Crowdsourcing is such a dirty word when it comes to design work because it promotes spec work. And if you don’t know what spec work is there is plenty of written material on the internet about it to cause the graphic design WW1 — it is frowned upon by many avid designers and yes that includes myself. I have written a small blurb on spec work here and it’s alternatives. Let’s not get off topic here…
It wasn’t till recently where I realized there is a great divide to crowdsourcing.
In the sense that it has a place in todays technology driven world and there are benefits that come from it. I was given a project for an event called Crowdsource Week that took place in Singapore this past month. Designing a fold out flyer given to attendees as well currently designing a research piece for the event. I was skeptical of the project only because of the name, but doing a little more research I realized that crowdsourcing has many benefits — the ones that stood out were:
Research through crowdsourcing is oh so beneficial. Wether it is research for a company and their annalytics or just doing a general survey. Crowdsourcing gives you insight to what your customers are thinking or talking about — making it easier to serve them. Many views can be shared but getting a larger scale of feedback can only pinpoint where you or your company needs work on. Most of this is done through social networks, commonly used is Twitter. Hashtags let you track what is being said. Wether negative or positive — you get an idea of what your customers are thinking.
With a world at your fingertips so is the intelligence of others. It is easier now more than ever to have the information and service of others with knowledge on any particular subject. There are certain downsides to this as you may not be getting a reputable response and may end up with a just shy of satisfactory results (why you should do your research) but in the end — a great way to share information. Look at WIKIPEDIA – Prime example.
Having the mass of people funding a project which they intern benefit from after the project has been completed. For example: KICK-STARTER So smart! Some great ideas would never have come to be if it wasn’t for crowd funding.
So given these great outcomes of Crowdsourcing — why is it bad for the design industry?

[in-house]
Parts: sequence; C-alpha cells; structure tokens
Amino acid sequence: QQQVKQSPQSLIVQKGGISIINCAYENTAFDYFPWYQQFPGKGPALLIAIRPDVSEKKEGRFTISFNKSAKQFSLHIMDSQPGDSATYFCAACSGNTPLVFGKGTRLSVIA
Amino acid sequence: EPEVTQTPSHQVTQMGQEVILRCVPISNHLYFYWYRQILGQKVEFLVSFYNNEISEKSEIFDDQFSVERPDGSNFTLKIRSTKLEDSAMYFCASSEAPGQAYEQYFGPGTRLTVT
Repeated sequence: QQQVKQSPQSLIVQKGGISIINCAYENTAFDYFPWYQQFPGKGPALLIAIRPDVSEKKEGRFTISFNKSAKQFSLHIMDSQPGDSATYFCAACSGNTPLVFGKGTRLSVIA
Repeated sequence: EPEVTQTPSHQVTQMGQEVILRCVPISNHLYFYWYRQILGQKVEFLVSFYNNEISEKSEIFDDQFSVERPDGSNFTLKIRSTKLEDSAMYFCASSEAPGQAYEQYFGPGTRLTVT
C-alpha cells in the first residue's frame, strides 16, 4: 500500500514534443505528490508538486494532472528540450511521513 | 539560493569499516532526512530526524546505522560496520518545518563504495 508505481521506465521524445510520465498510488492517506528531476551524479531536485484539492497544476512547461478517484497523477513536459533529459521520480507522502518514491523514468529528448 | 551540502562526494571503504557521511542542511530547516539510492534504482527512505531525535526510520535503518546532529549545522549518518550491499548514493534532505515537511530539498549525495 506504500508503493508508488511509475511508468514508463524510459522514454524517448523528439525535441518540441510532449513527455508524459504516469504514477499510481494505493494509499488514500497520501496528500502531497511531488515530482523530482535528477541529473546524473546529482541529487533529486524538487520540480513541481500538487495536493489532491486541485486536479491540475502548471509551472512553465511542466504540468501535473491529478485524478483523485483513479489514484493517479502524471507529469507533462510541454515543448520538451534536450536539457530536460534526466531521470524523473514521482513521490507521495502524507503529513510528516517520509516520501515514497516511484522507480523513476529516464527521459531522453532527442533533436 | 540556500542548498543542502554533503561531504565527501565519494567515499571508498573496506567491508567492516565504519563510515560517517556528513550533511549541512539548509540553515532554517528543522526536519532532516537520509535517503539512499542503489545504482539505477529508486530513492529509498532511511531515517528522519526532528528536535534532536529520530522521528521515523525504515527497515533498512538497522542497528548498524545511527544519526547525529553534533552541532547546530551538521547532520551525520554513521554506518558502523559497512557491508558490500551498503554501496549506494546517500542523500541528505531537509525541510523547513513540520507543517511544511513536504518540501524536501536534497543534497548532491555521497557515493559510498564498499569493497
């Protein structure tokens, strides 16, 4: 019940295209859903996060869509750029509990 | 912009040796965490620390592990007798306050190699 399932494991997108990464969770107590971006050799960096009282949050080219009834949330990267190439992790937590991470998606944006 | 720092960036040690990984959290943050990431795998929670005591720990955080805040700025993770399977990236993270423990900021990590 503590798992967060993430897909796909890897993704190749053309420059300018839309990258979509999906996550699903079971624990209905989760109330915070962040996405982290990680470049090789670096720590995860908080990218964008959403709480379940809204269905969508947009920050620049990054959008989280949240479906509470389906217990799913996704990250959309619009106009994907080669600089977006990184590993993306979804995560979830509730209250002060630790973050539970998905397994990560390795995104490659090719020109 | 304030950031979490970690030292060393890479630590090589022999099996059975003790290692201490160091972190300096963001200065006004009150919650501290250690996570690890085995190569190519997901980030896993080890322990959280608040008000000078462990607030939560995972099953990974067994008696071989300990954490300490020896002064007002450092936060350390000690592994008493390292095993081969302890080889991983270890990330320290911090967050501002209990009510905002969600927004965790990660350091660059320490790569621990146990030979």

Design is such a subjective thing — so think of a scenario like this:
There is a design competition and the chosen designer gets paid ‘x’ amount — determined by the client. All other design(er)s are rejected. The client had chosen two finalists and between those two he chose the one in which he favours the colour. Although the later was the one that followed the brief to a ’T’ and would in turn be a better fit. As a good designer, he would be able to communicate this and then revamp the design to better suit the needs of the organization while satisfying the clients needs. Not to mention the designer can than educate the client as to why the colour choice was made (this maybe a psychological factor that the client is unaware of).
You do not get true collaboration in a situation of crowdsourcing. Collaboration alone is essential to the design process. It takes two parties and the communication of two people to make something become truly magical and a project that can then go on to increase sales, win awards and possibly become an international success. With crowdsourcing it stops the project right before it becomes the magical point and then increases the probability of the project to become at most, mediocre.
So, to the clients of the world I ask you to please stop using crowdsourcing for your design projects because although you may be paying a smaller cost, there are designers willing to negotiate pricing and get you something spectacular and get you noticed that much more.
MY CONCLUSION: Crowdsourcing is good for the objective truths not for the sways of subjective matter.